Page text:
Surfboard shaping is a complex artform, with different outlines, concaves and contours.
And one of the most important parts is the surfboard’s rocker.
A surfboards rocker will impact:
And a whole bunch more.
So if any of the above interests you, keep reading…
WHAT IS SURFBOARD ROCKER
A surfboard’s rocker refers to the curve of the surfboard from nose to tail.
This curve, or rocker if you like, helps to fit your board to the curved surface of a wave.
But that’s not all.
It also helps to reduce the chances of nosediving, and it helps when it comes to pivoting and doing turns too.
Typically, you’ll have a more severe rocker at the nose of the surfboard, and a more subtle rocker at the tail.
We’ll break down why in just a second.
Nose rocker is the degree of curvature at the front of a surfboard.
A more pronounced curve will have more rocker, and a flatter curve will have less.
So what’s the difference and what should you look out for?
Lets take a closer look:
Tail rocker is (you guessed it) the curve at the back of your surfboard.
You’ll notice that the incline is much less severe than the nose rocker, with variations much more subtle.
Nonetheless, this rocker dramatically effects the way a surfboard will perform, so let’s break things down once again.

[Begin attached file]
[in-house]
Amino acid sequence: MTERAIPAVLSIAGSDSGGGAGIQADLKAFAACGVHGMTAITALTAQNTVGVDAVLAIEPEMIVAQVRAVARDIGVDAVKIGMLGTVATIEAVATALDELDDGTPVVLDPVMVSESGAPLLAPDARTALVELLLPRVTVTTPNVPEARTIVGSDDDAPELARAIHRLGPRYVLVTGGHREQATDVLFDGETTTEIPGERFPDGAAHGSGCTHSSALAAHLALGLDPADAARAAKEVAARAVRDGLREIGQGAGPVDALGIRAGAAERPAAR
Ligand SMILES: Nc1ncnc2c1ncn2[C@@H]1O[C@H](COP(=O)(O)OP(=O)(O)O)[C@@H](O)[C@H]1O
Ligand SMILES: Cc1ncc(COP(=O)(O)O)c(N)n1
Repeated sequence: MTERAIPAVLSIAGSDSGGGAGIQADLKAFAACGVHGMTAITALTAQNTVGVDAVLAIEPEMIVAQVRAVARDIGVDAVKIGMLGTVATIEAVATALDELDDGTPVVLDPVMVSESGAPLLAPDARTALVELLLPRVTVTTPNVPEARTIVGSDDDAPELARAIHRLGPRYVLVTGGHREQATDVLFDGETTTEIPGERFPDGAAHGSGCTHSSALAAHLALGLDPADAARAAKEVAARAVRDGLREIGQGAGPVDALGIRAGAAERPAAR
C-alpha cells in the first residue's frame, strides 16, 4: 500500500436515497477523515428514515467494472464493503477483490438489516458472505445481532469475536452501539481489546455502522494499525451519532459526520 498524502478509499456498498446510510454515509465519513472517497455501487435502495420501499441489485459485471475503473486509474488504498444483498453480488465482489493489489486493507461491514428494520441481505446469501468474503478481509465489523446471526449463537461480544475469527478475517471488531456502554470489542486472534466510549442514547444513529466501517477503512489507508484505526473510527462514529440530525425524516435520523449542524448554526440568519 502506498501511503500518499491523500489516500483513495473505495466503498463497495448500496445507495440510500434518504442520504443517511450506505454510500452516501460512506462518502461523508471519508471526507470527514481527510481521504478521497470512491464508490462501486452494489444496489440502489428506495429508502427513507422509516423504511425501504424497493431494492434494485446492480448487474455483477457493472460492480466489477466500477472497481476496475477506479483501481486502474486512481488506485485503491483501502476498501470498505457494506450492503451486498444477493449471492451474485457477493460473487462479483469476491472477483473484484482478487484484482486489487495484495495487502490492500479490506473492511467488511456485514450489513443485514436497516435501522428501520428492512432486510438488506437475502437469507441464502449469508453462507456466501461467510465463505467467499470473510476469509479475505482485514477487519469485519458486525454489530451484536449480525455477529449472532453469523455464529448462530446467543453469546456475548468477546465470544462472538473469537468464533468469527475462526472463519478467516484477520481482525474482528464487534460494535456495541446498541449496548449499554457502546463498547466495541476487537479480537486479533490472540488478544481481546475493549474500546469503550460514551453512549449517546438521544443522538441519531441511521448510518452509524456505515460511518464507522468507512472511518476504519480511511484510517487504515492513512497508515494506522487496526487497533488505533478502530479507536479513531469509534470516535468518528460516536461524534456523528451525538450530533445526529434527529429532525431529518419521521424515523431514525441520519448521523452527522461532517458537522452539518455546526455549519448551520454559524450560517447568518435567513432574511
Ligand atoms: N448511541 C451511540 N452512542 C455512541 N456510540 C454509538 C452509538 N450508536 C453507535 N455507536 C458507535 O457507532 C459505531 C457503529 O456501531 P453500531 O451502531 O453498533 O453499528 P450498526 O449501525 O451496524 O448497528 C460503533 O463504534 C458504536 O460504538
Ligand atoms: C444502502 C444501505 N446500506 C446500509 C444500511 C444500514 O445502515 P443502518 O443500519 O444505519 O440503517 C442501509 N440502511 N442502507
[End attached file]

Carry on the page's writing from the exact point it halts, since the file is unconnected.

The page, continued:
HOW DOES ROCKER AFFECT A SURFBOARD
You’re likely starting to get the idea of how a surfboards rocker will impact its performance in the surf.
You’re also likely to see that there’s no one-size fits all solution which is best, instead as with all facets of surfboard design it’s a case of give and take.
As a general rule though you’ll want to lean on the following:
Smaller, weaker, flatter waves with less incline will suit a flatter surfboard with less rocker.
The reduced rocker will help the surfboard to carry speed over flat sections, glide from a to b without losing speed, and fit into the contours of the wave well.
In more powerful, steeper waves with more severe incline a surfboard with a more extreme rocker will be better.
As speed generation is of little concern in these types of waves, the curve will help to marry your board to the curve of the wave, stop you from nosediving, and allow you to do advanced tricks in critical parts of the wave.
TAIL & NOSE ROCKER, WITH A FLAT SPOT IN BETWEEN
You may notice that surfboards have a rocker at the nose, and a rocker at the tail - but a flat area in between.
Why is that?
This flat area is what provides the surface area to help your board glide over and through the waves face.
And depending upon which shaper you resonate with will depend on how much flat space will be present on your board.
But there is an exception, the banana board, which has a continuous curve from nose to tail - with no flat area to speak of.
Not very common whatsoever (and widely discredited) it was however a design famously surfed by Kelly Slater in an event at Snapper Rocks on the Gold Coast.
The board did some incredible stuff, but some strange stuff also.
The moral of this story, beware of the banana…
A surfboards rocker will dramatically impact the way a board rides.
Too much and the board will feel sluggish and slow.
Too little and it’ll feel all skatey, and hard to turn.
As with life, it’s all about balance.
Hope this article helps, and if you have any questions, hit me up in the comments below.